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Edmund Burke on liberty as “social” not “individual” liberty (1789)

A year before he published his full critique of the French Revolution Edmund Burke (1729-1797) wrote to a young Frenchman and offered his definition of liberty. His was not “unconnected, individual, selfish liberty” but a “social freedom” which is “secured by well-constructed institutions”:

Permit me then to continue our conversation, and to tell you what the freedom is that I love, and that to which I think all men entitled. This is the more necessary, because, of all the loose terms in the world, liberty is the most indefinite. It is not solitary, unconnected, individual, selfish liberty, as if every man was to regulate the whole of his conduct by his own will. The liberty I mean is social freedom. It is that state of things in which liberty is secured by the equality of restraint. A constitution of things in which the liberty of no one man, and no body of men, and no number of men, can find means to trespass on the liberty of any person, or any description of persons, in the society. This kind of liberty is, indeed, but another name for justice; ascertained by wise laws, and secured by well-constructed institutions.

You hope, sir, that I think the French deserving of liberty. I certainly do. I certainly think that all men who desire it, deserve it. It is not the reward of our merit, or the acquisition of our industry. It is our inheritance. It is the birthright of our species. We cannot forfeit our right to it, but by what forfeits our title to the privileges of our kind. I mean the abuse, or oblivion, of our rational faculties, and a ferocious indocility which makes us prompt to wrong and violence, destroys our social nature, and transforms us into something little better than the description of wild beasts. To men so degraded, a state of strong constraint is a sort of necessary substitute for freedom; since, bad as it is, it may deliver them in some measure from the worst of all slavery—that is, the despotism of their own blind and brutal passions.

You have kindly said, that you began to love freedom from your intercourse with me. Permit me then to continue our conversation, and to tell you what the freedom is that I love, and that to which I think all men entitled. This is the more necessary, because, of all the loose terms in the world, liberty is the most indefinite. It is not solitary, unconnected, individual, selfish liberty, as if every man was to regulate the whole of his conduct by his own will. The liberty I mean is social freedom. It is that state of things in which liberty is secured by the equality of restraint. A constitution of things in which the liberty of no one man, and no body of men, and no number of men, can find means to trespass on the liberty of any person, or any description of persons, in the society. This kind of liberty is, indeed, but another name for justice; ascertained by wise laws, and secured by well-constructed institutions. I am sure that liberty, so incorporated, and in a manner identified with justice, must be infinitely dear to every one who is capable of conceiving what it is. But whenever a separation is made between liberty and justice, neither is, in my opinion, safe. I do not believe that men ever did submit, certain I am that they never ought to have submitted, to the arbitrary pleasure of one man; but, under circumstances in which the arbitrary pleasure of many persons in the community pressed with an intolerable hardship upon the just and equal rights of their fellows, such a choice might be made, as among evils. The moment will is set above reason and justice, in any community, a great question may arise in sober minds, in what part or portion of the community that dangerous dominion of will may be the least mischievously placed.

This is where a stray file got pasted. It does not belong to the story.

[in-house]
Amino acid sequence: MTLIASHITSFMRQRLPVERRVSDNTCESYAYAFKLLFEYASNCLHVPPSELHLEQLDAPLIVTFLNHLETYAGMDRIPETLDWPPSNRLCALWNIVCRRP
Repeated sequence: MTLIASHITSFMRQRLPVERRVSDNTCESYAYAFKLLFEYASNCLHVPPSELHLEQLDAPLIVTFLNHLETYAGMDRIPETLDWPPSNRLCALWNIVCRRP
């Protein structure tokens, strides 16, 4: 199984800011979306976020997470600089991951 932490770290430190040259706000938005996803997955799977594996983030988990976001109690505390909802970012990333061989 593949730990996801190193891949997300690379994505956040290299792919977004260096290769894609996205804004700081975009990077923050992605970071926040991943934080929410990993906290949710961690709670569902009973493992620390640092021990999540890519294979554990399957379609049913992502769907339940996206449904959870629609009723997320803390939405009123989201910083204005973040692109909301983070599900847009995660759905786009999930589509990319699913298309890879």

If I think all men who cultivate justice, entitled to liberty, and, when joined in states, entitled to a constitution framed to perpetuate and secure it, you may be assured, sir, that I think your countrymen eminently worthy of a blessing which is peculiarly adapted to noble, generous, and humane natures. Such I found the French, when, more than fifteen years ago, I had the happiness, though but for too short a time, of visiting your country; and I trust their character is not altered since that period.

About this Quotation:

In this passage from a letter written to a young Frenchman François Depont in November 1789 only 4 months after the outbreak of the French Revolution, Burke makes a very clear distinction between two theories of liberty. The first is the individualist notion of liberty (described by Burke as “solitary, unconnected, individual, selfish”) which was based upon the natural rights of the individual to the unfettered enjoyment of their life, liberty, and property. This was the notion of liberty accepted by most of the American Revolutionaries and the more moderate constitutional branch of the French Revolutionaries. The second notion, the one he preferred, was “social” in nature, where various institutional and legal “restraints” were in place to prevent any one person from “regulat(ing) the whole of his conduct by his own will”. The strengths and weaknesses of each of these theories was hotly debated in the late 18th century which you can follow in this collection of texts on The Debate about the French Revolution. The issue often came down to the following questions: to what extent do existing institutions make the exercise of liberty possible, to what extent do those same institutions violate the rights of individuals, and how does one resolve that tension?

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